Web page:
ON BOSTON STAGES.com – The return to live theater is a time to celebrate, and to gather with other like-minded souls and experience the magic we missed during the lengthy Covid-19 “intermission.”
Yes, live theater is back, and the Americana Theatre Company is celebrating its delayed 10th anniversary season with a raucous, madcap, thoroughly enjoyable production of “Clue,” currently onstage at the Spire Center for the Performing Arts in downtown Plymouth through July 25.
The comedy is, of course, based on the fabulously successful Parker Brothers board game that itself was based on a murder that took place in Salem. It spawned the 1985 Paramount Pictures film as well as this stage adaptation.
Americana President Peter Martin spoke to the audience before the show, welcomed them back, and noted that the company had planned a production of Arthur Miller’s “The Crucible” but didn’t think coming out of a pandemic it was a good fit.
He made the right choice, as the echo of laughter reverberated throughout the Spire Center from a sold-out house. Americana and the Spire Center have adopted all state safety guidelines for performing arts venues in preparation for the return of live audiences.
When “Clue” opens, it is, of course, a dark and stormy night, circa 1954, and it’s a very unusual dinner party at Boddy Manor, a foreboding New England mansion. Each of the guests has an alias, the butler offers a variety of weapons, and the host is, well … dead.
So whodunnit? Miss Scarlet, Professor Plum, Mrs. White, Mr. Green, Mrs. Peacock and Colonel Mustard race to find the murderer in Boddy Manor before the body count stacks up.
Comedy is never easy. And “Clue” is awash in demanding slapstick and physical comedy, and the script contains an almost endless number of blackouts and scene changes that require precision timing in their execution. Credit goes to director Eric Harrell, who successfully sees his cast through 90 minutes of action at a breakneck pace.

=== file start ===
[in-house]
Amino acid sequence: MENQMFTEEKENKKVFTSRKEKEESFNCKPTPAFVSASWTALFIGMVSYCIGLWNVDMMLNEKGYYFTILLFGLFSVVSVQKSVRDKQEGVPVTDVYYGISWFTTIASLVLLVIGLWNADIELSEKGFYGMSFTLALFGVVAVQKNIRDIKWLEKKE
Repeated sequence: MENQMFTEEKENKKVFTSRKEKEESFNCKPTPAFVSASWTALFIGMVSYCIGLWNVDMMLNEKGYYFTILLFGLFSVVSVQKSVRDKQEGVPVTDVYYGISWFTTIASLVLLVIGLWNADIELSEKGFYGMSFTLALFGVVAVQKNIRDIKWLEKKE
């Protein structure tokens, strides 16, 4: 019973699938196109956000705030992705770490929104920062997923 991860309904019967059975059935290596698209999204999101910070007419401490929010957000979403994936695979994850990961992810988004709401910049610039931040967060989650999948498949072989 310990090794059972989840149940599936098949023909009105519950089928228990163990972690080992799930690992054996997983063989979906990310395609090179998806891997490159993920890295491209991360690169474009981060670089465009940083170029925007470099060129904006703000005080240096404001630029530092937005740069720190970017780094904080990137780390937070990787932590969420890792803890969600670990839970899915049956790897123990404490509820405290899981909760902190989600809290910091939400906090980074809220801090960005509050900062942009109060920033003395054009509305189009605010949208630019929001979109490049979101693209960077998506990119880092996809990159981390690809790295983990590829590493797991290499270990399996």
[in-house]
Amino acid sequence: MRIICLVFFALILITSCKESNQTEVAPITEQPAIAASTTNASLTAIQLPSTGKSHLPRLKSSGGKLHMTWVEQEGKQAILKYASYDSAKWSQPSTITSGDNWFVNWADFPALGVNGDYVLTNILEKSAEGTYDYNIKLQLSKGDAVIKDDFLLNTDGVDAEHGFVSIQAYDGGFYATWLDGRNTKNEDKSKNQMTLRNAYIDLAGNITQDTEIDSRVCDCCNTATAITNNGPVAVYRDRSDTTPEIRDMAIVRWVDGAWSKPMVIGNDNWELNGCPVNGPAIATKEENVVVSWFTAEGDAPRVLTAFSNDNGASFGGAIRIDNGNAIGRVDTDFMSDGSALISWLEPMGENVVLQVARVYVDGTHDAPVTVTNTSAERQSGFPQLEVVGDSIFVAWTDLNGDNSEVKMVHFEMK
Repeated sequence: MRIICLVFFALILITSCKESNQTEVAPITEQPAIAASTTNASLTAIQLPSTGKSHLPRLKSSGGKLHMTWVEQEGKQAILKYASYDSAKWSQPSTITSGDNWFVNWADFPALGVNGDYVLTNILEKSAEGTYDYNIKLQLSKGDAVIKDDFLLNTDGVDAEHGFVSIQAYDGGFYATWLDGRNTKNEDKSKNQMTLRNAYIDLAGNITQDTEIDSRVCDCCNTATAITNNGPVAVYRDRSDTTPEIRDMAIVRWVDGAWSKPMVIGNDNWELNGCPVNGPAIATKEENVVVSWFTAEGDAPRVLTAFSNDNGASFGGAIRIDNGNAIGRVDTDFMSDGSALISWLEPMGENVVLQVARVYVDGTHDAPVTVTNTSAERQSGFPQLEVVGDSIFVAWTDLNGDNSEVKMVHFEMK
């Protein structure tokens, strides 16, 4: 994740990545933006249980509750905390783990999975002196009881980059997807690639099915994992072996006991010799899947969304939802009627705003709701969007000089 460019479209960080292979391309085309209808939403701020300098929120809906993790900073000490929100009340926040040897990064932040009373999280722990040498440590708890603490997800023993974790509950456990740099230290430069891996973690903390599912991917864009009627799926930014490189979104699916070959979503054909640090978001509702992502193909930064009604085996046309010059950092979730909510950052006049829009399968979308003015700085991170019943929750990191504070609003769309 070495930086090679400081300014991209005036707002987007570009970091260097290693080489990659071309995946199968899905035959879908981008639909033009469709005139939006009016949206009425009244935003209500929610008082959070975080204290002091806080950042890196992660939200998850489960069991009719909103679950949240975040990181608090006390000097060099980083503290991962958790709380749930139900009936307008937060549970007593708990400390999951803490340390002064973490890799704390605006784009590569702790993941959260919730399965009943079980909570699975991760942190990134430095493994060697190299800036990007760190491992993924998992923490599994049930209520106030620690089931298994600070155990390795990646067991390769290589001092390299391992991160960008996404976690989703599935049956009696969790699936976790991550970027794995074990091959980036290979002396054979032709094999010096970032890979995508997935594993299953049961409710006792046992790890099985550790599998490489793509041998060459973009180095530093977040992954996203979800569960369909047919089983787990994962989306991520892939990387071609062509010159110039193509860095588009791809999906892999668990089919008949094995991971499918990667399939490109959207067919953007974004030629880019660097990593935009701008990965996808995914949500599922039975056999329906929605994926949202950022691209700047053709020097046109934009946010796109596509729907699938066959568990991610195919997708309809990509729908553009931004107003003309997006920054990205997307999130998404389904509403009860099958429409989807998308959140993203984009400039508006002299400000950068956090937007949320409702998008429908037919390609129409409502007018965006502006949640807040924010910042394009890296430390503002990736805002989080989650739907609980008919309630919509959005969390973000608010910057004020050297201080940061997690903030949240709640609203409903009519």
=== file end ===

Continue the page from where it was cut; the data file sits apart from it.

And speaking of execution, the body count will reach frightening levels when the various deadly weapons — rope, candlestick, revolver – start being utilized in the kitchen, conservatory and billiard room. It’s murder most foul … and funny.
The ringmaster of “Clue” is Wadsworth the butler, and Derek Martin, Americana’s executive director, is front and center in a comic tour de force in the role Tim Curry performed in the film.
He will lead the players around by the nose for much of the night, eventually culminating in a hilarious full-speed-ahead recap of all that had happened onstage until that point. He will then lead the cast as a dizzying number of possible murders scenarios are also played out, just as they are in the board game.
There are twists and turns aplenty and even a nod to the board game’s trapdoor.
And while Martin sets the pace, there are some other fine comic turns in supporting roles, including David Friday as the pompous, blustering Colonel Mustard and guest performer Ricardo Foster as Mr. Boddy and a clueless cop in the wrong place at the wrong time.
There’s also strong work from ATC members Erin Friday as Mrs. Peacock, Payton Gobeille as Mrs. White, Jesse Sullivan as Professor Plum, Jesse Winton as Mr, Green, Jennifer Martin as Miss Scarlet and guest performers Sydney Schultis as Yvette and Bridgette Kinsella as Cook/Singing Telegram.
On a dark and stormy summer night in the past, you probably enjoyed a game of “Clue,” and had a favorite character or even your favorite deadly weapon of choice.
There’s great fun to be had in watching those characters come alive and then becoming part of the game being played out onstage.
The Americana Theatre Company Production of “Clue.” Adapted from the screenplay by Jonathan Lynn, with additional materials by Hunter Foster, Eric Price and Sandy Rustin, adapted from the Paramount Pictures film, inspired by the Hasbro, Inc. board game. Directed by Eric Harrell. Stage management by Ciera Mille. Set design by Derek Martin. Lighting design by Heather M. Crocker. At the Spire Center for the Performing Arts, 251/2 Court St., Plymouth through July 25. For tickets or more information, go to americanatheatre.org/tickets, or call 508-591-0282.
By Rich Fahey